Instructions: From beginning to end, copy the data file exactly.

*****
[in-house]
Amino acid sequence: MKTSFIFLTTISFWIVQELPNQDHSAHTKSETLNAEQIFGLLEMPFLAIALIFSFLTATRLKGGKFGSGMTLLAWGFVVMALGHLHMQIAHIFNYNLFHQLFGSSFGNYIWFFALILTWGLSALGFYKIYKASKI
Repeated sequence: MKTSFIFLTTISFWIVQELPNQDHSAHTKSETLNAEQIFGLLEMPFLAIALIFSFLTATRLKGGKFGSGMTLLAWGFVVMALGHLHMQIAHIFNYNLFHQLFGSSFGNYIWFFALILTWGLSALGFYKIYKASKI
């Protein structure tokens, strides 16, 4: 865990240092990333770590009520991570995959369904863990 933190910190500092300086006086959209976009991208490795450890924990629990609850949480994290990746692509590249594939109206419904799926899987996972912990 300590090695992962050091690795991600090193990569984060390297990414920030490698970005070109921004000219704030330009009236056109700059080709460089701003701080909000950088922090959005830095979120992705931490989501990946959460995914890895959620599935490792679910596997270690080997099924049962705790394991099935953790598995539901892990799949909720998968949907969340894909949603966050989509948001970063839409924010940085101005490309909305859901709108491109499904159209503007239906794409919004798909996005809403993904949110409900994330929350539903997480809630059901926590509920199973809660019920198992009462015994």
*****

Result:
[in-house]
Amino acid sequence: MKTSFIFLTTISFWIVQELPNQDHSAHTKSETLNAEQIFGLLEMPFLAIALIFSFLTATRLKGGKFGSGMTLLAWGFVVMALGHLHMQIAHIFNYNLFHQLFGSSFGNYIWFFALILTWGLSALGFYKIYKASKI
Repeated sequence: MKTSFIFLTTISFWIVQELPNQDHSAHTKSETLNAEQIFGLLEMPFLAIALIFSFLTATRLKGGKFGSGMTLLAWGFVVMALGHLHMQIAHIFNYNLFHQLFGSSFGNYIWFFALILTWGLSALGFYKIYKASKI
């Protein structure tokens, strides 16, 4: 865990240092990333770590009520991570995959369904863990 933190910190500092300086006086959209976009991208490795450890924990629990609850949480994290990746692509590249594939109206419904799926899987996972912990 300590090695992962050091690795991600090193990569984060390297990414920030490698970005070109921004000219704030330009009236056109700059080709460089701003701080909000950088922090959005830095979120992705931490989501990946959460995914890895959620599935490792679910596997270690080997099924049962705790394991099935953790598995539901892990799949909720998968949907969340894909949603966050989509948001970063839409924010940085101005490309909305859901709108491109499904159209503007239906794409919004798909996005809403993904949110409900994330929350539903997480809630059901926590509920199973809660019920198992009462015994």